To in­fin­ity and be­yond:Stil­lor­gan semi-D with sound stu­dio

The Irish Times - Thursday - Property - - The Market - ROSE DOYLE 675,000 ELIZ­A­BETH BIRDTHIS­TLE

Agent: Sherry FitzGer­ald Merville Av­enue is one of those Stil­lor­gan roads that have grown qui­etly green, leafy and lik­able in the years since they were built in the 1950s.

Ven­dors Gavin and Corinna Lit­tle have lived in 10 Merville Av­enue for 11 years, put a great deal of work and imag­i­na­tion into a soar­ing rein­ven­tion/ ex­ten­sion and along the way reared a fam­ily of five chil­dren. “We love it here,” Gavin ad­mits, “but we don’t fit in this house any­more. We’re hop­ing to move to a big­ger house in the neigh­bour­hood.”

Hop­ing too that they will find a house to ac­com­mo­date Gavin’s work as a sound de­signer. He cre­ates au­dio for film trail­ers, films and more in a cool, cus­tom-made stu­dio at the front of the house; this is where the mu­sic for trail­ers for films such as Grav­ity, Star Wars, Blade Run­ner and In­ter- stel­lar was made. Gavin spends one of ev­ery six weeks in Hol­ly­wood, says his pro­ducer/bosses are im­pressed he can do what he does from a Dublin sub­urb, and in­sists he’s been lucky. “We were one of the first places to get high-speed fi­bre-op­tic when Mi­crosoft opened in Sandy­ford. Means you can do in­ter­na­tional work from here.”


Gavin’s ideas for the ex­ten­sion/re­design, given life by ar­chi­tect Shane Ah­erne, in­cluded a third up­stairs bed- Agent: Set off the busy Mount Pleas­ant Av­enue in Rath­mines lies Gulis­tan Ter­race, which is said to take its name from the epic work of the 13th cen­tury Per­sian poet Saadi.

It trans­lates as “The Rose Gar­den” and the well-known apho­rism – of one be­ing sad about hav­ing no shoes un­til one meets the man who has no feet – is taken from this land­mark of Per­sian lit­er­a­ture.

The area was known as “part of Cul­lenswood” un­til 1842 when it was changed to Gulis­tan. Be­yond the ter­race are quaint cot­tages dat­ing from the room, the stu­dio, un­der-stair util­ity room, the ad­di­tion of a fam­ily/TV room to the kitchen – giv­ing it an L shape and lead­ing on to a deck­ing area, elim­i­nat­ing part of the at­tic and open­ing an atrium-like col­umn of space for the stairs. “We did things ev­ery­where,” he says, “it was al­most like knock­ing down and re­build­ing.”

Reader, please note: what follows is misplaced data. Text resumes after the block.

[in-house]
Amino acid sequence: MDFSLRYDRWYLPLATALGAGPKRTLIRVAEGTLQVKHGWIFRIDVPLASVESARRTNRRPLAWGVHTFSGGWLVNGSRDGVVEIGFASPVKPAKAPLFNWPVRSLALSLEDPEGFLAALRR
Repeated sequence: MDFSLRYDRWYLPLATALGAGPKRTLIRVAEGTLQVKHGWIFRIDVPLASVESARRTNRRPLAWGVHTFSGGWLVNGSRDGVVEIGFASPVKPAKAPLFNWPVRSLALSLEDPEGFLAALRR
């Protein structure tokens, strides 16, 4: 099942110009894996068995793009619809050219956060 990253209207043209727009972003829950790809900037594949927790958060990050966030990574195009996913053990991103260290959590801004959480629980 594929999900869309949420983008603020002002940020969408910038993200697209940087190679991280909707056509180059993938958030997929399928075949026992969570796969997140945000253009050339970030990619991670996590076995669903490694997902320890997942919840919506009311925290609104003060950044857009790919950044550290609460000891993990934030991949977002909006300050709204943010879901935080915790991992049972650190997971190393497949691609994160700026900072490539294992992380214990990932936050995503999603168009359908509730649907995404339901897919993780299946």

The south-fac­ing open kitchen/break­fast/fam­ily room has darkly shin­ing ma­hogany Tem­bec floor­ing and, in a nice con­trast, be­spoke white Spendlove wall and floor units. A black cast-iron pe­riod fire­place in a deep red wall adds a nice touch. Gavin cred­its Green­wood Join­ery in Wick­low for their work on the hard­wood floors, deck­ing and win­dows.

Open fire

They perked up but kept the more tra­di­tional sit­ting/din­ingroom much as it was – “it’s where we like to come and sit in the evenings.” Two win­dows face the front, an open fire has a mar­ble sur­round and the chim­ney breast is a char­coal colour.

The main bed­room was en- larged by tak­ing in a sec­tion of the at­tic. It has an an­gled win­dow fill­ing one wall, Skon slide-robes and an in­ter­est­ing nar­row fea­ture win­dow over the bed. A rear bed­room over­looks neigh­bour­hood green­ery and the third bed­room is to the front.

The good-sized fam­ily bath­room is made splen­did by palest green mo­saic glass tiles, a wrap­around win­dow, mar­ble top van­ity unit and large power shower. Stor­age has been clev­erly al­lowed for through­out the house.


Re­designed 1950s house with three bed­rooms, liv­ing/din­ingroom and stu­dio/ study

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